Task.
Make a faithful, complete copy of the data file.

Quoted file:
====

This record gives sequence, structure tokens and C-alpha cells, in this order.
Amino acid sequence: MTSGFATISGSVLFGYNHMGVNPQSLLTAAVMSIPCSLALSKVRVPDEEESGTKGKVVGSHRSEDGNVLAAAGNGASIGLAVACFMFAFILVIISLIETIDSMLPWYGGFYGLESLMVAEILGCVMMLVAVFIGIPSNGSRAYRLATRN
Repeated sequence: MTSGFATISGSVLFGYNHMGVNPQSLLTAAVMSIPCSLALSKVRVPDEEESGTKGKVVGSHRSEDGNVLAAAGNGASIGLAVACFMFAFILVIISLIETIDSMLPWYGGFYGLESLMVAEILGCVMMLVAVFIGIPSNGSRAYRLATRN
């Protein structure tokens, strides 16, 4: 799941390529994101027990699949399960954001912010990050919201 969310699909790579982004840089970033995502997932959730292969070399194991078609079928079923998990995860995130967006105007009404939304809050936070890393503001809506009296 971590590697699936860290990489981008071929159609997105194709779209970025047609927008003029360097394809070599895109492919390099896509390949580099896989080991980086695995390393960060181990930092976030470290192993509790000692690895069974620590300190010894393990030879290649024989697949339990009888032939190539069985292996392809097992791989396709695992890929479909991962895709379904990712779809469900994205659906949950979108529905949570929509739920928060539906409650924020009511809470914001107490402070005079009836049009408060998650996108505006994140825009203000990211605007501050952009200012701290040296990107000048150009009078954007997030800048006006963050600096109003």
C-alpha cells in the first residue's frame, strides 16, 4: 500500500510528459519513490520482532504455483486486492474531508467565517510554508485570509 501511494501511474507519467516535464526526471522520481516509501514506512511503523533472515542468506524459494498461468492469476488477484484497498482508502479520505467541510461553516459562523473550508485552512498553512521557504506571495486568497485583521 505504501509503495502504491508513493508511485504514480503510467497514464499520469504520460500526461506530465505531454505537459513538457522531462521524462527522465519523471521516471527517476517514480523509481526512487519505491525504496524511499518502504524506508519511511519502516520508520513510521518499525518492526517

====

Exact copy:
This record gives sequence, structure tokens and C-alpha cells, in this order.
Amino acid sequence: MTSGFATISGSVLFGYNHMGVNPQSLLTAAVMSIPCSLALSKVRVPDEEESGTKGKVVGSHRSEDGNVLAAAGNGASIGLAVACFMFAFILVIISLIETIDSMLPWYGGFYGLESLMVAEILGCVMMLVAVFIGIPSNGSRAYRLATRN
Repeated sequence: MTSGFATISGSVLFGYNHMGVNPQSLLTAAVMSIPCSLALSKVRVPDEEESGTKGKVVGSHRSEDGNVLAAAGNGASIGLAVACFMFAFILVIISLIETIDSMLPWYGGFYGLESLMVAEILGCVMMLVAVFIGIPSNGSRAYRLATRN
């Protein structure tokens, strides 16, 4: 799941390529994101027990699949399960954001912010990050919201 969310699909790579982004840089970033995502997932959730292969070399194991078609079928079923998990995860995130967006105007009404939304809050936070890393503001809506009296 971590590697699936860290990489981008071929159609997105194709779209970025047609927008003029360097394809070599895109492919390099896509390949580099896989080991980086695995390393960060181990930092976030470290192993509790000692690895069974620590300190010894393990030879290649024989697949339990009888032939190539069985292996392809097992791989396709695992890929479909991962895709379904990712779809469900994205659906949950979108529905949570929509739920928060539906409650924020009511809470914001107490402070005079009836049009408060998650996108505006994140825009203000990211605007501050952009200012701290040296990107000048150009009078954007997030800048006006963050600096109003």
C-alpha cells in the first residue's frame, strides 16, 4: 500500500510528459519513490520482532504455483486486492474531508467565517510554508485570509 501511494501511474507519467516535464526526471522520481516509501514506512511503523533472515542468506524459494498461468492469476488477484484497498482508502479520505467541510461553516459562523473550508485552512498553512521557504506571495486568497485583521 505504501509503495502504491508513493508511485504514480503510467497514464499520469504520460500526461506530465505531454505537459513538457522531462521524462527522465519523471521516471527517476517514480523509481526512487519505491525504496524511499518502504524506508519511511519502516520508520513510521518499525518492526517